Members of an esports team play a PC match in the League Championship Series for League of Legends. Photo: Mel Melcon/Los Angeles Times via Getty Images

After months of internal discussion, the NCAA has opted not to govern and hold championships for collegiate esports, Sports Business Journal reports.

The backdrop: The NCAA hired a consulting firm to research what esports would look like under their umbrella. Long story short, they don't really know.

  • It was unclear how an esports championship would work and whether winnings would affect college scholarship opportunities. The board also wasn't sure if esports would be considered a fall, winter or spring sport.

Why it matters: Had the NCAA decided to get into esports, it would have instantly provided much-needed infrastructure for an industry that lacks a true talent pipeline. So this stings a little bit.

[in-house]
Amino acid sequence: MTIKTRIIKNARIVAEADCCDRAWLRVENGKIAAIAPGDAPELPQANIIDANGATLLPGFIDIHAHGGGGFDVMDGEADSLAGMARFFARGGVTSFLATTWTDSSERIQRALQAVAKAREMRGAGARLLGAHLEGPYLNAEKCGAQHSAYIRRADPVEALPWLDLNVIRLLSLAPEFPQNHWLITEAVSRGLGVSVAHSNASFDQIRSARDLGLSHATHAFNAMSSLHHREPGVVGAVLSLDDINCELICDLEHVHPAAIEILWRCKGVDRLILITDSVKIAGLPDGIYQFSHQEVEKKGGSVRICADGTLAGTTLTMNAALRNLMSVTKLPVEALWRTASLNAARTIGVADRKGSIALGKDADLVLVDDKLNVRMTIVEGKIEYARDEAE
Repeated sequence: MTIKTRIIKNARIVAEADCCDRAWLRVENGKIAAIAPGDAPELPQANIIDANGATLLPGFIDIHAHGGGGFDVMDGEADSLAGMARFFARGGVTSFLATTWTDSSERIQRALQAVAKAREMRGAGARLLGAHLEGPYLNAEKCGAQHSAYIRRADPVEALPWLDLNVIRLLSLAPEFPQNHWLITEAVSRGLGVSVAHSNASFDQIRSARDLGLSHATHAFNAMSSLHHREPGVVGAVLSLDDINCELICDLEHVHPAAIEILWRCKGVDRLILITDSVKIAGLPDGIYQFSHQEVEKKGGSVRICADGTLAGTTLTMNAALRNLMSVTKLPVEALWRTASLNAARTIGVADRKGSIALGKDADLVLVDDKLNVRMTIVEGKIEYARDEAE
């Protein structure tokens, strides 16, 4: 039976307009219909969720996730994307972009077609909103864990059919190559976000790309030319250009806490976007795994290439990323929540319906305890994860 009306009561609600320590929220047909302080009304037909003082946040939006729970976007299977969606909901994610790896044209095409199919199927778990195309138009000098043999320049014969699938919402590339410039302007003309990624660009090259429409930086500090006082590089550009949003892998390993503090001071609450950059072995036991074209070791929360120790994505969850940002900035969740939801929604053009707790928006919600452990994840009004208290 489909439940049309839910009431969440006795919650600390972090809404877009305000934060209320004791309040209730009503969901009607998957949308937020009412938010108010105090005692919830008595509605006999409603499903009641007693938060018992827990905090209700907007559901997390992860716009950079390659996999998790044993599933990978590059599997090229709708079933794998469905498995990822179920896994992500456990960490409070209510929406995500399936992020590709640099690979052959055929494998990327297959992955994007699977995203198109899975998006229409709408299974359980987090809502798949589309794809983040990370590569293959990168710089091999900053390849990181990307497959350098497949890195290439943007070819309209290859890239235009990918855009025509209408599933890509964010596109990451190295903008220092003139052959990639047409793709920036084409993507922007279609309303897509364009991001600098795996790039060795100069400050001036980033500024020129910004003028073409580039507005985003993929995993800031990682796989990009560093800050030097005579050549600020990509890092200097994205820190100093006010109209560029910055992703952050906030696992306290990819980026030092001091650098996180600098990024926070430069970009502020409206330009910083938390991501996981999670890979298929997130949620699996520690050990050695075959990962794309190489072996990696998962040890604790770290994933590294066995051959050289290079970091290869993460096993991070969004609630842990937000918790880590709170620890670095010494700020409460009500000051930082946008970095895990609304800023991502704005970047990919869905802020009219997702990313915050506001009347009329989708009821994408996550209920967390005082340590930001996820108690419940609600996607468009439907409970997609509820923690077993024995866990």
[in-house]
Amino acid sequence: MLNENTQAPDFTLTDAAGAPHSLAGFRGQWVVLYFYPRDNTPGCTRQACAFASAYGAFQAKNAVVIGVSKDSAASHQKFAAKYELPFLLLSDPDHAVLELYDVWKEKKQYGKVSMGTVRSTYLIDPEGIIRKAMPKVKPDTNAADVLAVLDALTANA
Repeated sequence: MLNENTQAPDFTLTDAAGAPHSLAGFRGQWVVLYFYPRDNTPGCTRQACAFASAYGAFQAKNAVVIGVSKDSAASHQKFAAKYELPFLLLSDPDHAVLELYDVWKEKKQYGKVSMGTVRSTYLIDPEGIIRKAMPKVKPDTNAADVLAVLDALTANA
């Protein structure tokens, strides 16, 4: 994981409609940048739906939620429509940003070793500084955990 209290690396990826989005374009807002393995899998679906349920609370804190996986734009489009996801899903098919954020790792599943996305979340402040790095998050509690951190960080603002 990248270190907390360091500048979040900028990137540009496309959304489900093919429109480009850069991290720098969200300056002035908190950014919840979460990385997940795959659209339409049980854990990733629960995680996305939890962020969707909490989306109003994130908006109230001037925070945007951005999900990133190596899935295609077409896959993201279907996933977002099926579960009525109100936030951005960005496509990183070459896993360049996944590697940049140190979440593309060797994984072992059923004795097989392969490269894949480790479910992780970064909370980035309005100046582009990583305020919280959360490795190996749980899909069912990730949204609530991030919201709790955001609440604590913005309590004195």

• The other side: The NCAA may have blocked players from earning prize money, which is a huge aspect of professional gaming. Plus, the industry is already attempting to create professional pathways on its own, so it might not need the NCAA.

The bottom line: The NCAA is done with esports for now, leaving third-party organizations to continue growing the industry and establishing leagues and competitions.

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